Researcher Floribert Patrick Endong had been looking forward to seeing his paper in print. Several months after he submitted it to Gender Studies, the journal told him in March that it was online. But when he read it, Endong was disappointed to see some changes he had not approved, which he believed “deformed much of the initial text.”
It turns out, the journal “did not allow me to vet the changes before publication,” he explained.
When Endong notified the editor-in-chief of his concerns that March, he asked the journal if he could correct the issues. If, however, a correction was not possible, he asked the journal to retract his article.
The journal opted to retract. The notice for “The Female Media Producer as an Advocate of Women’s Empowerment in Nigeria: The Cross River State Experience,” retracted last April, simply states:
The author has requested withdrawal of the article, since he thinks that some of the revisions of the text have distorted the original meaning of his statements.
The paper explores whether female journalists and producers in Cross River State, Nigeria use their roles to enact social change for women.
Why did the journal make reportedly substantive changes to the paper without running them by the author first?
Reghina Dascal, the journal’s editor-in-chief, told us that a reviewer recommended “minor changes” to the paper, which were not “related to content so much but to some language errors and tautologies.” Dascal, who told us this is the journal’s first retraction since it began in 2002, explained:
I sent the report back to its author and when there was no answer by the deadline I had set I decided to publish it.
We asked Dascal why the journal retracted the paper instead of publishing a corrected, author-approved version. She told us:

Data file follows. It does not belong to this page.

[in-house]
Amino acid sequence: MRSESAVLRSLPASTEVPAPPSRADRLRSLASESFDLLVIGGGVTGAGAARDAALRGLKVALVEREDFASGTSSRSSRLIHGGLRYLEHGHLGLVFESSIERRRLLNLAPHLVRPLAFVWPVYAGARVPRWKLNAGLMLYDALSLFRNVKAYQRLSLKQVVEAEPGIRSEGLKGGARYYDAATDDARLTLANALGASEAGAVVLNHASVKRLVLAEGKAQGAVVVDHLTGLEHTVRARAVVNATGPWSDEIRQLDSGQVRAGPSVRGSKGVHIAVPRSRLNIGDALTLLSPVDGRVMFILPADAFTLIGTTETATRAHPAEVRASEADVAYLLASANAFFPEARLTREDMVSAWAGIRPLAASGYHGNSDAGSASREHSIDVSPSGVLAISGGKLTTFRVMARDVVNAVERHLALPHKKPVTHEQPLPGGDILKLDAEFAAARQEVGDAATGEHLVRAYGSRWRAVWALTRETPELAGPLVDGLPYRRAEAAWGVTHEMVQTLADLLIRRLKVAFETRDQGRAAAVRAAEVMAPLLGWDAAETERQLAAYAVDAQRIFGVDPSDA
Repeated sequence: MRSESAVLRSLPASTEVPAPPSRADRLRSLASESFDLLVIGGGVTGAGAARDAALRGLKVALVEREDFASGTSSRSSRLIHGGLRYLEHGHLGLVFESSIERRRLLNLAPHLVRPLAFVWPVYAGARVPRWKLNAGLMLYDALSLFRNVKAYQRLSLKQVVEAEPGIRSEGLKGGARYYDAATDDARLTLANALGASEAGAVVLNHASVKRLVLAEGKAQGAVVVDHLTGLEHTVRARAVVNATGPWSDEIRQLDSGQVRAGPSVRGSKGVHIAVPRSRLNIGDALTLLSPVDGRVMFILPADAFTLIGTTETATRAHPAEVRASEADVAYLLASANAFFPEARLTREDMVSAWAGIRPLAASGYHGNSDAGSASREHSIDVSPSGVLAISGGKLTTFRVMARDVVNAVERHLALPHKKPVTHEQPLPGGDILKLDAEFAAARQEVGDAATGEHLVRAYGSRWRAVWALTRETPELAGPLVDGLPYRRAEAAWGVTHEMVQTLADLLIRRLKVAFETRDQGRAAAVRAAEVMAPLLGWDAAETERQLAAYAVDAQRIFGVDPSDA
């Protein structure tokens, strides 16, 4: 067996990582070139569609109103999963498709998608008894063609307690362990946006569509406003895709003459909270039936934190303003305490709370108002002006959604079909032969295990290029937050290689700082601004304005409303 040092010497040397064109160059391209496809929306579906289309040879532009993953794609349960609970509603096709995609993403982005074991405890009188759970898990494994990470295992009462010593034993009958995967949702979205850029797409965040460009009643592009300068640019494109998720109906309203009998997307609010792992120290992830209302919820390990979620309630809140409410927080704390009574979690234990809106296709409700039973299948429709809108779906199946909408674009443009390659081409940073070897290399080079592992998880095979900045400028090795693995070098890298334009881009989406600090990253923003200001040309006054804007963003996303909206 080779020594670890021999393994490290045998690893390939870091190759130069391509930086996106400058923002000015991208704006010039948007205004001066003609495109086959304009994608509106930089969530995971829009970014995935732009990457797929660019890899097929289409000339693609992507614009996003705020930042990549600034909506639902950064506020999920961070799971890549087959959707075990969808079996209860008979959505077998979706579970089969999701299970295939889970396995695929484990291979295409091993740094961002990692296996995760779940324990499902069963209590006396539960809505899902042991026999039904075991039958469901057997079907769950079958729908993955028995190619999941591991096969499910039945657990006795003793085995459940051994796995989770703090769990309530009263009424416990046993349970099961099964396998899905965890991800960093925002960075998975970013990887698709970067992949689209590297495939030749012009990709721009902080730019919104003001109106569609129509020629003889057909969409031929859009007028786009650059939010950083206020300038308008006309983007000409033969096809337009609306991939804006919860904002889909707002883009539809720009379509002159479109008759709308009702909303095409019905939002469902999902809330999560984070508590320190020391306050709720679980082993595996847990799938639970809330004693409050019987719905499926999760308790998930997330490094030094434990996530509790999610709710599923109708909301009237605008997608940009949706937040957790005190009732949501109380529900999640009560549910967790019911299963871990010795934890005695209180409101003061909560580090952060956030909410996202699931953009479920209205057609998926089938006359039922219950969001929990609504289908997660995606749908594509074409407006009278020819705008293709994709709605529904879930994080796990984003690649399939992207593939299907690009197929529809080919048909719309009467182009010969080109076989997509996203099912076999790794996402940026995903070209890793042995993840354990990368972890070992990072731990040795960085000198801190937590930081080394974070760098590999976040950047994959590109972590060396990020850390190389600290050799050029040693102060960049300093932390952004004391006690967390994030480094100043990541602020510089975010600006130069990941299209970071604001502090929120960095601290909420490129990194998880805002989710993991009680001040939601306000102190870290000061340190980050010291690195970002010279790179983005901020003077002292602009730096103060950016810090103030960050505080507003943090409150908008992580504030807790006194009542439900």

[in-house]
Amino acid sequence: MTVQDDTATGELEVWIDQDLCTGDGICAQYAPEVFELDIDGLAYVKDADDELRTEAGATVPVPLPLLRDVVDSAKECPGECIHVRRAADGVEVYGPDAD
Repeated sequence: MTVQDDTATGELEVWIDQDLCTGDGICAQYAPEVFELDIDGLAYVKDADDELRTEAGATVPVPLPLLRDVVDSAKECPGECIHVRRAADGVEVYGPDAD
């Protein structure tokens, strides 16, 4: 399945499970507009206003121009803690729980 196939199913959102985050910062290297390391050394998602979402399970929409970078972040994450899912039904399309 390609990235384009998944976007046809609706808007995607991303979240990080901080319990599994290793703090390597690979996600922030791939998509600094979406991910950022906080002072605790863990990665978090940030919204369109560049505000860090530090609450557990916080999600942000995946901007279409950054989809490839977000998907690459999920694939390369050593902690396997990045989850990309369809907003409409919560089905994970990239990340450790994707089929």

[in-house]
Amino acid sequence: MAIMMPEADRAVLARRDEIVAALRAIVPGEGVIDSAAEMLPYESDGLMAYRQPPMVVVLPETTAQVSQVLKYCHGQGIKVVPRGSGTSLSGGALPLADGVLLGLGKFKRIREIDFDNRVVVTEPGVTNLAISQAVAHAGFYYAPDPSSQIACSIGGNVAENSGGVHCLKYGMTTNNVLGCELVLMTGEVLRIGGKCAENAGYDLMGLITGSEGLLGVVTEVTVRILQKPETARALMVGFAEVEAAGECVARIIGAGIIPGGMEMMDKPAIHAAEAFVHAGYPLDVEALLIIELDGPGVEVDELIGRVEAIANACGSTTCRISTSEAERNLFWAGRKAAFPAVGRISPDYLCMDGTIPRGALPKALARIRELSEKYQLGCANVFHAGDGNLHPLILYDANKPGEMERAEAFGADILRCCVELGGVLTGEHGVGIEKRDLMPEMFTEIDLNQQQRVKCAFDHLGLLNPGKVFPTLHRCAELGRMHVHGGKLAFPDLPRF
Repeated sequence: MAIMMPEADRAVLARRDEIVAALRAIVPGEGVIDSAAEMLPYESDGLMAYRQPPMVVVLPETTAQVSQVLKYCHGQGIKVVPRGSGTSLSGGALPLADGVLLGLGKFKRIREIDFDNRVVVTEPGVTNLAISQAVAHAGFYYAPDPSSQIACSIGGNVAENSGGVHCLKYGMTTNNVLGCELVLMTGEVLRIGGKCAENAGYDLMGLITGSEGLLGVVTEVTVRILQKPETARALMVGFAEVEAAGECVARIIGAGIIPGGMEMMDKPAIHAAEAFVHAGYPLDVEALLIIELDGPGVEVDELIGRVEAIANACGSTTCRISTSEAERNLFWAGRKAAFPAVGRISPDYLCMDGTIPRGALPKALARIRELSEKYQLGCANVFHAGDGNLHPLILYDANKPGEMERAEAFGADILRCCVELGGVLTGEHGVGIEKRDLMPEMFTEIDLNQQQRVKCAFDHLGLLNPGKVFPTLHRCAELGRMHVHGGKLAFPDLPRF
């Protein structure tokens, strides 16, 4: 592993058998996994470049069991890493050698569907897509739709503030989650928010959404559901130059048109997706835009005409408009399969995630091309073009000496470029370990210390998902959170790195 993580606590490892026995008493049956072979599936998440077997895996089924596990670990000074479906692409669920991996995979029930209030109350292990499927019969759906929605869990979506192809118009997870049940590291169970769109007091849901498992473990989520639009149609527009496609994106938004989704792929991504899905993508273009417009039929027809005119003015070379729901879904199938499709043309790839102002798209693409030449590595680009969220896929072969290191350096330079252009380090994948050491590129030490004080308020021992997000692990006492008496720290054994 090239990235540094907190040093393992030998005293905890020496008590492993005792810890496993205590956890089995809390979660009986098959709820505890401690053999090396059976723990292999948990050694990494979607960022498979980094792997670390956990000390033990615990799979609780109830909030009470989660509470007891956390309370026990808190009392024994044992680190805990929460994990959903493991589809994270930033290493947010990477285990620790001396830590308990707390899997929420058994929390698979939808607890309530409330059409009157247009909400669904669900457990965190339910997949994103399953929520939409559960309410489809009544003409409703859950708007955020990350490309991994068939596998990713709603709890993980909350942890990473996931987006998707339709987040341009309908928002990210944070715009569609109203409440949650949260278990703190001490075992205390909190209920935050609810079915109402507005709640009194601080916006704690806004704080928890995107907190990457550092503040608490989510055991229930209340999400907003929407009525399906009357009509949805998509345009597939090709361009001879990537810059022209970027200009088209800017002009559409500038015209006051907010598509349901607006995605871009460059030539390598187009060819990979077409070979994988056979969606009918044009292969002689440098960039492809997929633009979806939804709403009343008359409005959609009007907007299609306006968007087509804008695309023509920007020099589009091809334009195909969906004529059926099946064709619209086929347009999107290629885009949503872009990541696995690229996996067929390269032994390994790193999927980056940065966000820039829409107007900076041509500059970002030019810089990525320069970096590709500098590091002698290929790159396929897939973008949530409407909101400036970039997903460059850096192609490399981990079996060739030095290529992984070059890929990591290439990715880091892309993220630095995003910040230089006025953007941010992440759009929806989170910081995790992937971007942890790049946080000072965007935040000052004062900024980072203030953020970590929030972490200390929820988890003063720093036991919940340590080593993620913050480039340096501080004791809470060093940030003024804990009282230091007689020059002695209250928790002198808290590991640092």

I also think we could have published an erratum but the author was adamant about having his work retracted.
But Endong, a researcher at the University of Calabar in Nigeria, explained that he had asked the journal to retract the paper “only as a last resort.”
In his email to the journal last March, Endong said:
It is true that in some instances, the proofreaders improved the level of language and corrected some mistakes but overall, the published version of my article is to some extent a “deformation” of the initial version.
We asked Endong about some of the unauthorized changes he objected to. He told us:
For instance the use of the possessive (Women’s) in the title reduces the elegance of the formulation. Also, in the introduction you find section like “since as far back … media industry” (p.168); “media governing bodies will enable … women media” (p.168); “one thing that strikes … in the country” (p.168-169), among many others, which are clear deformation of the initial manuscript.
Dascal said this experience has taught her to “always wait for the Ok of the author before publishing.”
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